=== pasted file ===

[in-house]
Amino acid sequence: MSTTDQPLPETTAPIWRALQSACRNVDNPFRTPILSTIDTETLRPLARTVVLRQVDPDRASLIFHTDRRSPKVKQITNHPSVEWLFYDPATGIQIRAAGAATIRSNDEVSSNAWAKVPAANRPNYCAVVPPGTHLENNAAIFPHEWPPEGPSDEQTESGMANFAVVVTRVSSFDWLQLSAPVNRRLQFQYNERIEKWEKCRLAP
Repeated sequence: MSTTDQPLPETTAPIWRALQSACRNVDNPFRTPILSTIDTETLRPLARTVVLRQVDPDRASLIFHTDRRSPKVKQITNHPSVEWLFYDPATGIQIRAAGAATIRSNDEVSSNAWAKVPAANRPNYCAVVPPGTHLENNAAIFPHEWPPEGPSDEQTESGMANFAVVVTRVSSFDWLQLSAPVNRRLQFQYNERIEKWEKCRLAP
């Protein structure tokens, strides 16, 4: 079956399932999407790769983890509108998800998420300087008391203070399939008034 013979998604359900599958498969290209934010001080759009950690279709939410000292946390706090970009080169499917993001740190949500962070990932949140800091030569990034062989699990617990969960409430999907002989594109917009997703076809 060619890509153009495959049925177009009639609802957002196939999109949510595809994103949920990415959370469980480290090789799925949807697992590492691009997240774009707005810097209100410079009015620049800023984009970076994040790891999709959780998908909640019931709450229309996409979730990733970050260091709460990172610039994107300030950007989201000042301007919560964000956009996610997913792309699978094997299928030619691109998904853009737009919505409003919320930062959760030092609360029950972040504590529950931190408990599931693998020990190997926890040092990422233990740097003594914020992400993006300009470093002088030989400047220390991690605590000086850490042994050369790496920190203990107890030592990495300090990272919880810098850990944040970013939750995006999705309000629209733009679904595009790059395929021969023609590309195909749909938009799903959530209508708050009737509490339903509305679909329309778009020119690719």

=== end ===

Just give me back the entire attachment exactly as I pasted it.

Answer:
[in-house]
Amino acid sequence: MSTTDQPLPETTAPIWRALQSACRNVDNPFRTPILSTIDTETLRPLARTVVLRQVDPDRASLIFHTDRRSPKVKQITNHPSVEWLFYDPATGIQIRAAGAATIRSNDEVSSNAWAKVPAANRPNYCAVVPPGTHLENNAAIFPHEWPPEGPSDEQTESGMANFAVVVTRVSSFDWLQLSAPVNRRLQFQYNERIEKWEKCRLAP
Repeated sequence: MSTTDQPLPETTAPIWRALQSACRNVDNPFRTPILSTIDTETLRPLARTVVLRQVDPDRASLIFHTDRRSPKVKQITNHPSVEWLFYDPATGIQIRAAGAATIRSNDEVSSNAWAKVPAANRPNYCAVVPPGTHLENNAAIFPHEWPPEGPSDEQTESGMANFAVVVTRVSSFDWLQLSAPVNRRLQFQYNERIEKWEKCRLAP
């Protein structure tokens, strides 16, 4: 079956399932999407790769983890509108998800998420300087008391203070399939008034 013979998604359900599958498969290209934010001080759009950690279709939410000292946390706090970009080169499917993001740190949500962070990932949140800091030569990034062989699990617990969960409430999907002989594109917009997703076809 060619890509153009495959049925177009009639609802957002196939999109949510595809994103949920990415959370469980480290090789799925949807697992590492691009997240774009707005810097209100410079009015620049800023984009970076994040790891999709959780998908909640019931709450229309996409979730990733970050260091709460990172610039994107300030950007989201000042301007919560964000956009996610997913792309699978094997299928030619691109998904853009737009919505409003919320930062959760030092609360029950972040504590529950931190408990599931693998020990190997926890040092990422233990740097003594914020992400993006300009470093002088030989400047220390991690605590000086850490042994050369790496920190203990107890030592990495300090990272919880810098850990944040970013939750995006999705309000629209733009679904595009790059395929021969023609590309195909749909938009799903959530209508708050009737509490339903509305679909329309778009020119690719």